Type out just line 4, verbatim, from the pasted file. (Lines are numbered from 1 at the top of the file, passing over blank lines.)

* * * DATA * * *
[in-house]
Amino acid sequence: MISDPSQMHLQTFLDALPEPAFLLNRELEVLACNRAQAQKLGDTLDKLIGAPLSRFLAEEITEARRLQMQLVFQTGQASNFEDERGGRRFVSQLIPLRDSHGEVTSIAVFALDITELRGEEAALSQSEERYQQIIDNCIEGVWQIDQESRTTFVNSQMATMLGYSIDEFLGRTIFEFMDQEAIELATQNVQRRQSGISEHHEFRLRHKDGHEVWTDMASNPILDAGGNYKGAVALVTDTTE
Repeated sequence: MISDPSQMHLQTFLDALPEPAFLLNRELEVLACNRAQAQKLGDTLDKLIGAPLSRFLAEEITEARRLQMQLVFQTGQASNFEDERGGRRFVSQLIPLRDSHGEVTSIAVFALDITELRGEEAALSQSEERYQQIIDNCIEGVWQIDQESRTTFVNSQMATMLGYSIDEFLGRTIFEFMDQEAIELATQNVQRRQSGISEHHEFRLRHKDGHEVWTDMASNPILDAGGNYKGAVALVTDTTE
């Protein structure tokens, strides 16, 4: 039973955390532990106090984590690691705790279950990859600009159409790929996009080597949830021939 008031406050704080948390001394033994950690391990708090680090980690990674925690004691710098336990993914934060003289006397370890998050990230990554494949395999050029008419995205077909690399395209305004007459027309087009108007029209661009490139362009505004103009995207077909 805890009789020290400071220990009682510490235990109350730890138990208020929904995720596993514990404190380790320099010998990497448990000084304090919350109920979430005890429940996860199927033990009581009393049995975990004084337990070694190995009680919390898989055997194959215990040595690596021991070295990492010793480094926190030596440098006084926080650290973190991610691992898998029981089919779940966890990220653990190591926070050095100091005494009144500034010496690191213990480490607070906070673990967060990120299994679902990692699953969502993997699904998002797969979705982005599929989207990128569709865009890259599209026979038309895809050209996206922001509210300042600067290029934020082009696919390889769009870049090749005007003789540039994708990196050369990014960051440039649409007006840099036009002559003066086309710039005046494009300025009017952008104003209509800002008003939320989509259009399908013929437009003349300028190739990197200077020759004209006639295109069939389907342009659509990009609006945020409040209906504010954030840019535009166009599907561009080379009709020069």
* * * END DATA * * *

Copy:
């Protein structure tokens, strides 16, 4: 039973955390532990106090984590690691705790279950990859600009159409790929996009080597949830021939 008031406050704080948390001394033994950690391990708090680090980690990674925690004691710098336990993914934060003289006397370890998050990230990554494949395999050029008419995205077909690399395209305004007459027309087009108007029209661009490139362009505004103009995207077909 805890009789020290400071220990009682510490235990109350730890138990208020929904995720596993514990404190380790320099010998990497448990000084304090919350109920979430005890429940996860199927033990009581009393049995975990004084337990070694190995009680919390898989055997194959215990040595690596021991070295990492010793480094926190030596440098006084926080650290973190991610691992898998029981089919779940966890990220653990190591926070050095100091005494009144500034010496690191213990480490607070906070673990967060990120299994679902990692699953969502993997699904998002797969979705982005599929989207990128569709865009890259599209026979038309895809050209996206922001509210300042600067290029934020082009696919390889769009870049090749005007003789540039994708990196050369990014960051440039649409007006840099036009002559003066086309710039005046494009300025009017952008104003209509800002008003939320989509259009399908013929437009003349300028190739990197200077020759004209006639295109069939389907342009659509990009609006945020409040209906504010954030840019535009166009599907561009080379009709020069």